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hyperopia

[hahy-per-oh-pee-uh] /ˌhaɪ pərˈoʊ pi ə/
noun, Ophthalmology.
1.
a condition of the eye in which parallel rays are focused behind the retina, distant objects being seen more distinctly than near ones; farsightedness (opposed to myopia).
Also called hypermetropia
[hahy-per-mi-troh-pee-uh] /ˌhaɪ pər mɪˈtroʊ pi ə/ (Show IPA)
.
Origin of hyperopia
1880-1885
First recorded in 1880-85; hyper- + -opia
Related forms
hyperopic
[hahy-per-op-ik, -oh-pik] /ˌhaɪ pərˈɒp ɪk, -ˈoʊ pɪk/ (Show IPA),
adjective
Dictionary.com Unabridged
Based on the Random House Dictionary, © Random House, Inc. 2017.
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Examples from the Web for hypermetropia
Historical Examples
  • Long-sight, or hypermetropia, signifies that the eyeball is too short or the lens too flat.

    How it Works Archibald Williams
  • Limits of error in the subjective and objective determination of hypermetropia.

    Schweigger on Squint C. Schweigger
  • Ophthalmoscopically with atropine the same degree of hypermetropia.

    Schweigger on Squint C. Schweigger
  • hypermetropia was found then in 47 per cent of all the cases.

    Schweigger on Squint C. Schweigger
  • Donders declares no other conclusion to be possible, than this, that the hypermetropia is the cause of the squint.

    Schweigger on Squint C. Schweigger
  • It is important to notice that Donders' theory makes convergent squint appear as almost a necessary consequence of hypermetropia.

    Schweigger on Squint C. Schweigger
  • According to this the percentage of the hypermetropia (including doubtful cases) amounts to 66 per cent.

    Schweigger on Squint C. Schweigger
  • In full acuity of vision even high degrees of hypermetropia are no trouble to children.

    Schweigger on Squint C. Schweigger
  • Asthenopia, which occurs in children in connection with hypermetropia, is nearly always accompanied by defective vision.

    Schweigger on Squint C. Schweigger
  • As a rule preponderance of the interni in hypermetropia leads eventually to convergent squint even in childhood.

    Schweigger on Squint C. Schweigger
British Dictionary definitions for hypermetropia

hypermetropia

/ˌhaɪpəmɪˈtrəʊpɪə/
noun
1.
(pathol) variants of hyperopia
Derived Forms
hypermetropic (ˌhaɪpəmɪˈtrɒpɪk), hypermetropical, adjective
Word Origin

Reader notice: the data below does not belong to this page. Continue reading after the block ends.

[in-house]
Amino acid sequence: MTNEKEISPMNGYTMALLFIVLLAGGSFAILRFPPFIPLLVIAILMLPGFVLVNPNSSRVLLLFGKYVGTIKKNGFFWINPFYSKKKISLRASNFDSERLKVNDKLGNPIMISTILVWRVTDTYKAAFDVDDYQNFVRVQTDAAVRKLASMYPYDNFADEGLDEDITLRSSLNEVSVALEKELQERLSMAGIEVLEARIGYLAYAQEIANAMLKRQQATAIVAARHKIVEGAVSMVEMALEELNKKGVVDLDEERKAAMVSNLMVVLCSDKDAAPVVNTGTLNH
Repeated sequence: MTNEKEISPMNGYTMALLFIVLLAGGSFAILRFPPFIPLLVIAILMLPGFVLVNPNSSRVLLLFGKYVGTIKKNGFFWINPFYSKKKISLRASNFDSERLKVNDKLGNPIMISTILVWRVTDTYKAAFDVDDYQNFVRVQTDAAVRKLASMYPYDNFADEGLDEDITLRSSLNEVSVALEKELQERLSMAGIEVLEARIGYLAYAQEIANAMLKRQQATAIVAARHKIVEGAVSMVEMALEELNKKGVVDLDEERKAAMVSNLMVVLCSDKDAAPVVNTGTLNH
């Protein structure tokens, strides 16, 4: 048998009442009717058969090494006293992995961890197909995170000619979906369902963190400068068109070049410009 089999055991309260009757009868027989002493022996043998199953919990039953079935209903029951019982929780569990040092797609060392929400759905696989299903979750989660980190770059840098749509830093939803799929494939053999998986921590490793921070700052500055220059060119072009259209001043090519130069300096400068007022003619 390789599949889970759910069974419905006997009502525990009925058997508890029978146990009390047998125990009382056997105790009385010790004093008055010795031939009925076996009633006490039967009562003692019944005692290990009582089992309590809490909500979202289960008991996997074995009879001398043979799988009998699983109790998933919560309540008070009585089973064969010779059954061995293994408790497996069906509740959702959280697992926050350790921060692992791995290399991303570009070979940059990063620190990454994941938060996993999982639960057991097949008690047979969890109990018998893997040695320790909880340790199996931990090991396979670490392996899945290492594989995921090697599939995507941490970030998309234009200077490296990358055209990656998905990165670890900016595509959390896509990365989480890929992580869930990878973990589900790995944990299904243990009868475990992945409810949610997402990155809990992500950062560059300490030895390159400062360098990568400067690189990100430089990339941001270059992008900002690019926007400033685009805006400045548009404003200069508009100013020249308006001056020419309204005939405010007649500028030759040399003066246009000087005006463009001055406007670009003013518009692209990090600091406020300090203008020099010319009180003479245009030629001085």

C19: from Greek hupermetros beyond measure (from hyper- + metron measure) + -opia

hyperopia

/ˌhaɪpəˈrəʊpɪə/
noun
1.
inability to see near objects clearly because the images received by the eye are focused behind the retina; long-sightedness Also called hypermetropia, hypermetropy Compare myopia, presbyopia
Derived Forms
hyperopic (ˌhaɪpəˈrɒpɪk) adjective
Collins English Dictionary - Complete & Unabridged 2012 Digital Edition
© William Collins Sons & Co. Ltd. 1979, 1986 © HarperCollins
Publishers 1998, 2000, 2003, 2005, 2006, 2007, 2009, 2012
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Word Origin and History for hypermetropia

hyperopia

n.

1884, Modern Latin, from hyper- + Greek ops "eye" (see eye).

Online Etymology Dictionary, © 2010 Douglas Harper
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hypermetropia in Medicine

hypermetropia hy·per·me·tro·pi·a (hī'pər-mĭ-trō'pē-ə)
n.
See hyperopia.

hyperopia hy·per·o·pi·a (hī'pə-rō'pē-ə)
n.

Abbr. H An abnormal condition of the eye in which vision is better for distant objects than for near objects. It results from the eyeball being too short for light rays to properly focus on the retina, thus forming a blurred image. Also called farsightedness, hypermetropia.


hy'per·ope' (hī'pə-rōp') n.
hy'per·o'pic (-ō'pĭk, -ŏp'ĭk) adj.
The American Heritage® Stedman's Medical Dictionary
Copyright © 2002, 2001, 1995 by Houghton Mifflin Company. Published by Houghton Mifflin Company.
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hypermetropia in Science
hyperopia
  (hī'pə-rō'pē-ə)   

A defect of the eye that causes light to focus behind the retina instead of directly on it, resulting in an inability to see near objects clearly. Hyperopia is often caused by a shortened eyeball or a misshapen lens. Also called farsightedness. Compare myopia.
The American Heritage® Science Dictionary
Copyright © 2002. Published by Houghton Mifflin. All rights reserved.
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